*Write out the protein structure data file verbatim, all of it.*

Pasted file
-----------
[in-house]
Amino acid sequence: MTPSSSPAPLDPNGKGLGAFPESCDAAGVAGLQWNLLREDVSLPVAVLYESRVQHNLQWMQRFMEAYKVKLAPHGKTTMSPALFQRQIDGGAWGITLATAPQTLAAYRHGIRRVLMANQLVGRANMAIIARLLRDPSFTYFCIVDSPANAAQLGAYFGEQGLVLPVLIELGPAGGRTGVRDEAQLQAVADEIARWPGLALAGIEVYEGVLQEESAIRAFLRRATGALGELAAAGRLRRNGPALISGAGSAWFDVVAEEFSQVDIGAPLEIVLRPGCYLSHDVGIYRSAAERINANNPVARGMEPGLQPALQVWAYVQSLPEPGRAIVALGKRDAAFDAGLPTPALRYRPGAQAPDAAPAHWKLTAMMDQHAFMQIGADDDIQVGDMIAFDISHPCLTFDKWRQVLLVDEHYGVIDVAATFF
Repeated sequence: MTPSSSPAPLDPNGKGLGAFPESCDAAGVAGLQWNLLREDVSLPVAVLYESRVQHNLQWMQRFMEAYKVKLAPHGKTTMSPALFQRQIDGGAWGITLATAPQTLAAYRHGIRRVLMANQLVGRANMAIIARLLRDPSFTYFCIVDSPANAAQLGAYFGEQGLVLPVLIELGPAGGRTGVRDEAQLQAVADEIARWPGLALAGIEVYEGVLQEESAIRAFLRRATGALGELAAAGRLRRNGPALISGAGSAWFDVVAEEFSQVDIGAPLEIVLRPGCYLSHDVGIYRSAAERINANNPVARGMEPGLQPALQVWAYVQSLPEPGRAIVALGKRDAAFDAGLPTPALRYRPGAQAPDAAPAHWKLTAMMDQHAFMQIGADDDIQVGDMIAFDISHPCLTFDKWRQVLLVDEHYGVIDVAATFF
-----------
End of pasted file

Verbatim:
[in-house]
Amino acid sequence: MTPSSSPAPLDPNGKGLGAFPESCDAAGVAGLQWNLLREDVSLPVAVLYESRVQHNLQWMQRFMEAYKVKLAPHGKTTMSPALFQRQIDGGAWGITLATAPQTLAAYRHGIRRVLMANQLVGRANMAIIARLLRDPSFTYFCIVDSPANAAQLGAYFGEQGLVLPVLIELGPAGGRTGVRDEAQLQAVADEIARWPGLALAGIEVYEGVLQEESAIRAFLRRATGALGELAAAGRLRRNGPALISGAGSAWFDVVAEEFSQVDIGAPLEIVLRPGCYLSHDVGIYRSAAERINANNPVARGMEPGLQPALQVWAYVQSLPEPGRAIVALGKRDAAFDAGLPTPALRYRPGAQAPDAAPAHWKLTAMMDQHAFMQIGADDDIQVGDMIAFDISHPCLTFDKWRQVLLVDEHYGVIDVAATFF
Repeated sequence: MTPSSSPAPLDPNGKGLGAFPESCDAAGVAGLQWNLLREDVSLPVAVLYESRVQHNLQWMQRFMEAYKVKLAPHGKTTMSPALFQRQIDGGAWGITLATAPQTLAAYRHGIRRVLMANQLVGRANMAIIARLLRDPSFTYFCIVDSPANAAQLGAYFGEQGLVLPVLIELGPAGGRTGVRDEAQLQAVADEIARWPGLALAGIEVYEGVLQEESAIRAFLRRATGALGELAAAGRLRRNGPALISGAGSAWFDVVAEEFSQVDIGAPLEIVLRPGCYLSHDVGIYRSAAERINANNPVARGMEPGLQPALQVWAYVQSLPEPGRAIVALGKRDAAFDAGLPTPALRYRPGAQAPDAAPAHWKLTAMMDQHAFMQIGADDDIQVGDMIAFDISHPCLTFDKWRQVLLVDEHYGVIDVAATFF